Time and compound interest are two peas in a pod. Let’s break down what compound interest is and the positive relationship that it can have with time.
What is compound interest?
Interest is the idea that when you put money into a savings account, you earn a small amount of money each day it remains in that account. Usually, this interest is given to you at the end of each month or quarter (cycle) as a percentage of your average daily account balance. Compound interest is the money that you earn as interest on the original deposit plus the interest you earned the previous cycle. This means that instead of only earning money as a percentage of your initial deposit, you slowly earn more interest each cycle as your savings continue to accumulate.
It can also be viewed as interest earned on interest. An equation exists to calculate compound interest, but I find it easier to use a calculator like the one on Investor.gov to help you estimate interest potential. A link to that calculator can be found in the resource section below.
Time equals money
Whether in a savings account, certificate, or investment account, the longer you are able to put money away, the larger the potential for earnings becomes. This is exactly why it is so important to start saving for retirement at a young age. The sooner you are able to save for retirement, the longer it has to grow and accumulate compound interest, allowing you to use time to your advantage.
The same is true for investments. The possibility of greater earnings increases the longer you are able to leave money in an investment. The opposite is true when it comes to loans, especially with credit card debt. It can take a very long time to pay debt off while making the minimum payment as interest continues to accrue. This relationship between time and money has its pros and cons.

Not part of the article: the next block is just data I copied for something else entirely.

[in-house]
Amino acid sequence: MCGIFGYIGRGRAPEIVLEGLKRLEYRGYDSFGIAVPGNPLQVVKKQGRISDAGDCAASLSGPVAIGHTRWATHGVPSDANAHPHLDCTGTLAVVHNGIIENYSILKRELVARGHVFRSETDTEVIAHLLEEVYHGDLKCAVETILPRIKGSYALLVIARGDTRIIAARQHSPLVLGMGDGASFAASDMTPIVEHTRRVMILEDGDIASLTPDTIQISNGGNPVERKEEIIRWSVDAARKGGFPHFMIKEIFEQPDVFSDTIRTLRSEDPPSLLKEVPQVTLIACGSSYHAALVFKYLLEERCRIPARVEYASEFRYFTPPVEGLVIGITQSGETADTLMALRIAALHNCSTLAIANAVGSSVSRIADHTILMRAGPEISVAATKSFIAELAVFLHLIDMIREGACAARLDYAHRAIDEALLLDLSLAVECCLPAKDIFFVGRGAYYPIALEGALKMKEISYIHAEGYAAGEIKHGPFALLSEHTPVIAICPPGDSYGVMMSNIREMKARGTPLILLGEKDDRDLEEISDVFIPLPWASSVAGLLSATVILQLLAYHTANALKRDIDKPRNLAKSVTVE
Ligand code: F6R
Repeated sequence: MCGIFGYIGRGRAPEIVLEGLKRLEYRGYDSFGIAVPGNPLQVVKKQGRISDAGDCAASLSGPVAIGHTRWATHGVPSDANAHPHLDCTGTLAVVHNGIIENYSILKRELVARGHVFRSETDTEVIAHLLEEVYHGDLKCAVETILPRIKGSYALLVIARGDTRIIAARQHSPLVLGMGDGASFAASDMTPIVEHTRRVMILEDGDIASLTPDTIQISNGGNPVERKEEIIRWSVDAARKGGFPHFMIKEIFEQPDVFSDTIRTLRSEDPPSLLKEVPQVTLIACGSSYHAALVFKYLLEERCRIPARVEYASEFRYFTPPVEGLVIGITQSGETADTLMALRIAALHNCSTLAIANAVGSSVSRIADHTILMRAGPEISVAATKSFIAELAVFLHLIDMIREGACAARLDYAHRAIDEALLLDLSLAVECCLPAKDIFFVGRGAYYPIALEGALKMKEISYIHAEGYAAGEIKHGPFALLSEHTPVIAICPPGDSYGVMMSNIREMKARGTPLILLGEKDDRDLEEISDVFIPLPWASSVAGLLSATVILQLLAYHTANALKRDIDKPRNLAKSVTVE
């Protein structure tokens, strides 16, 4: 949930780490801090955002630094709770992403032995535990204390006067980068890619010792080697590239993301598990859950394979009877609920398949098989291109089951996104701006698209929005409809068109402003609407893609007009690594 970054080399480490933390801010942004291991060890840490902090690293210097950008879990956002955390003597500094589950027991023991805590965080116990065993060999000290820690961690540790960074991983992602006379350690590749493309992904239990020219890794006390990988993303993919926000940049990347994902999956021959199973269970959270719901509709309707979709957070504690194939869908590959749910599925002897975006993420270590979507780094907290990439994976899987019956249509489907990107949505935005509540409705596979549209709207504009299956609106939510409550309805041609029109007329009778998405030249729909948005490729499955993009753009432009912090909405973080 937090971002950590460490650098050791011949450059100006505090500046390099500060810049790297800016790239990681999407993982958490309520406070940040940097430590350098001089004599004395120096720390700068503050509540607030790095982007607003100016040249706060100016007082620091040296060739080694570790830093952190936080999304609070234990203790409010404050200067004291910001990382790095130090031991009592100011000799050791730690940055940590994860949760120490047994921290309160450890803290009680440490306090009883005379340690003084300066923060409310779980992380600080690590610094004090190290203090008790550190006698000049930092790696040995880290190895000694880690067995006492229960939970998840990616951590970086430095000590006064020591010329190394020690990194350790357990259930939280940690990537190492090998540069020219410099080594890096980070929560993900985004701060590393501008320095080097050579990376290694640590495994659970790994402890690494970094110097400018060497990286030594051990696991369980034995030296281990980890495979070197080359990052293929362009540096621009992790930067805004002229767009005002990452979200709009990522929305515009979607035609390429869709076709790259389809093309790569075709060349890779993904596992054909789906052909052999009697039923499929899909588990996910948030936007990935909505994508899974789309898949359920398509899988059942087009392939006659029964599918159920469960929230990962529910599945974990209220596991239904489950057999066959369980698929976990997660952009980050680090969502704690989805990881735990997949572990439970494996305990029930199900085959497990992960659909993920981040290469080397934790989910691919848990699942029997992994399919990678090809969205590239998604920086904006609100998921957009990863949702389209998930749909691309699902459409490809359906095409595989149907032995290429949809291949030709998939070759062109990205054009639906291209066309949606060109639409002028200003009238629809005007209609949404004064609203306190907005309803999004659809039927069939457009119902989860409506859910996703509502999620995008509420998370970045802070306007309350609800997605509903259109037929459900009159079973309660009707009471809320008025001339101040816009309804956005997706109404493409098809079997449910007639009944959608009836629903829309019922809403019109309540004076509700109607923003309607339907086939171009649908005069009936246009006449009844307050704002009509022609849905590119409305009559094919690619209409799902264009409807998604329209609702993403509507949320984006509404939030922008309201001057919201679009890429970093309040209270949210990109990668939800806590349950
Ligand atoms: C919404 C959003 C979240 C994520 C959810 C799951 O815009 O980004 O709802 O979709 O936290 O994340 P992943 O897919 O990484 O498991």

The Rule of 72
Finding the best place to invest your money can be overwhelming. Before you take the time to open new accounts to invest your money, you can use the rule of 72 to estimate how long it will take to double your money. This rule works in two ways. First, you can divide 72 by annual percentage yields (APY) being offered to see how many years it will take to double your money. So, for example, if you have $2,000 in an account earning 4% APY and you want to double that to $4,000, take 72 divided by 4, which would estimate 18 years to double your money.
This can work another way as well. Say you have $10,000 to save and would like to see this money double in 10 years. You would take 72 again, divide it by 10 years, and this tells you that you would need a 7.2% APY to make that happen.
Your future self
Starting to list the goals and dreams that you have for your future can help you recognize what future savings will be needed. I highly recommend sitting down with a financial planner or advisor; they will be able to guide you toward investing your money in the place that best fits your vision for your life.
Sources and Resources:
Compund Interest Calculator: